Assertiveness for the School Business Manager

Assertiveness for the School Business Manager

I’ve often thought that assertiveness is a key skill for the School Business Manager. We need to be able to communicate clearly, be positive and say ‘no’ occasionally. I consider myself to be a very positive person but I’ll admit I’m rubbish at the ‘no’! Also, I am also aware that my communication skills could do with some improvement, especially when it comes to Financial Reporting. I know what the numbers are telling me but is it clear to the Governors? Sometimes I think not. If I am going to progress further on my career path, I need to address this.

What are the assertiveness principles for the School Business Manager?
  • Believe in your skills and the value you are bringing to your organisation. Know that your role as leader of the operations and support staff is crucial to the success of your school. Never allow yourself to feel like a ‘non-teacher’. You are as important as everyone else.
  • Manage your emotions. As someone who has succumbed to stress and cried on the shoulder of a Head of Department at the end of term 6, this one is always easier said than done. Have a walk and calm down is the official advice. I would say that walking out of meeting because you are about to get upset might be counter-productive. We are all human. I chose to stay and sob and with hindsight, I’m glad I did.
  • Set clear boundaries. Decide what you are willing to do and stick to it. For the SBM this is going to be working more time than your contract allows. Holidays, evenings and weekends. We all do it. My advice would be to regularly discuss it with your Headteacher so that they are aware how much time your role is taking. While you may be happy to put the extra time in now, personal circumstances might mean this is not always the case. Don’t leave them with a future surprise that they could have planned for.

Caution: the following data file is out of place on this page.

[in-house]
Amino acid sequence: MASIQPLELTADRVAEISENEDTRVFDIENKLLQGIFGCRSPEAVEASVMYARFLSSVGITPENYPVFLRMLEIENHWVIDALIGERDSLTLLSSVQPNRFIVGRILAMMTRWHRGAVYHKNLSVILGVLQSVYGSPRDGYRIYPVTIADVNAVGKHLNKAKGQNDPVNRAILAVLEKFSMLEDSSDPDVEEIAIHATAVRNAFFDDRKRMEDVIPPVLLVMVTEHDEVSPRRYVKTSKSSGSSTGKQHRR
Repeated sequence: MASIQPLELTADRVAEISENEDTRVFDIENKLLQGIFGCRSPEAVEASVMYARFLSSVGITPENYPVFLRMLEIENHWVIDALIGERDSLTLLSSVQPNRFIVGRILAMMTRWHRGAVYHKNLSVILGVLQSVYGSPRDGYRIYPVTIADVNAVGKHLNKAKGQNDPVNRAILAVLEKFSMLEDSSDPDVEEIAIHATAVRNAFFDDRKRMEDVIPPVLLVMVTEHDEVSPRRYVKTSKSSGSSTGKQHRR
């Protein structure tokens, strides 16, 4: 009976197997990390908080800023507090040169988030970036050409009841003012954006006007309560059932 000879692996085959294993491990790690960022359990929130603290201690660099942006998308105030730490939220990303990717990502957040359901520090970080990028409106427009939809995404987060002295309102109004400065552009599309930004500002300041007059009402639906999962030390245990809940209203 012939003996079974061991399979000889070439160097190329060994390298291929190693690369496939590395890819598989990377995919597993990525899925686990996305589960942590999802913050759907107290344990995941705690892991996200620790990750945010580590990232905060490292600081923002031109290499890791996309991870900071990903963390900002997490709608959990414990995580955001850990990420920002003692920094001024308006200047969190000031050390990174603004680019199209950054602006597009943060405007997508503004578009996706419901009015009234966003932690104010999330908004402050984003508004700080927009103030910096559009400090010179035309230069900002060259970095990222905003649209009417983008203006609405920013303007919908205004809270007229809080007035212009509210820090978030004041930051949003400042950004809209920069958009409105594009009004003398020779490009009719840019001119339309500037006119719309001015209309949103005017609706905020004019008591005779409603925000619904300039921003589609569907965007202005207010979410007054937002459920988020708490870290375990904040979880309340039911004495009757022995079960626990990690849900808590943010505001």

• Choose your battles. A previous Headteacher of mine used to call it ‘the nonsense’. There is a lot of it about in a school and, in the grand scheme of things, it is not important. Don’t let it sap your energy.
  • Rehearse. Yes. I need to do more of this. Prepare in advance of a meeting or conversation so that you get what you want to say over clearly. Preparation gives you confidence, which will show.
There are ten of these…
  • Use positive body language. How you say things is as important as what you say. Use open body language. Be friendly and make eye contact.
  • Be direct. Let’s face it, no one has got time for unnecessary flim-flam. Say what you mean and mean what you say.
  • Speak in the first person. We always use the “all views my own” on SBLTwitter. Make sure your audience knows it is you talking. Use the word ‘I’ and be sincere when talking. I’m not a fan of sarcasm in the workplace. Being genuine gives you impact.
  • Ask for what you want. The SBM is constantly on the receiving end of requests but do we ask for what we want? In our position we are often the first to know that the budget can’t afford the assistant, new desk or pay rise we’d like, so we don’t ask. Discuss the issue with your Headteacher. You will eventually become resentful, especially if you are the only one working on your own, at an ancient desk, on the wrong pay point.
  • Say ‘no’ occasionally. This is a good way to feel in control of your role in the school. Accept that you can’t do everything and can’t afford everything. You can dress it in gentle terms of ‘ask me again in 6 months’ if it makes you feel better. I’ve been worried about saying ‘no’ to a member of staff recently, only for them to be perfectly fine about it when I finally told them.
We tick the boxes

In my experience, School Business Managers survive the challenges of the role because they already tick most of the assertiveness and confidence-in-speaking boxes. However, I do know I still have room for improvement. Keep learning and practising how you can express yourself more effectively. Ask for more opportunities to step out of your comfort zone and don’t be afraid to tackle difficult issues or give someone bad news.

Reference NJ.com

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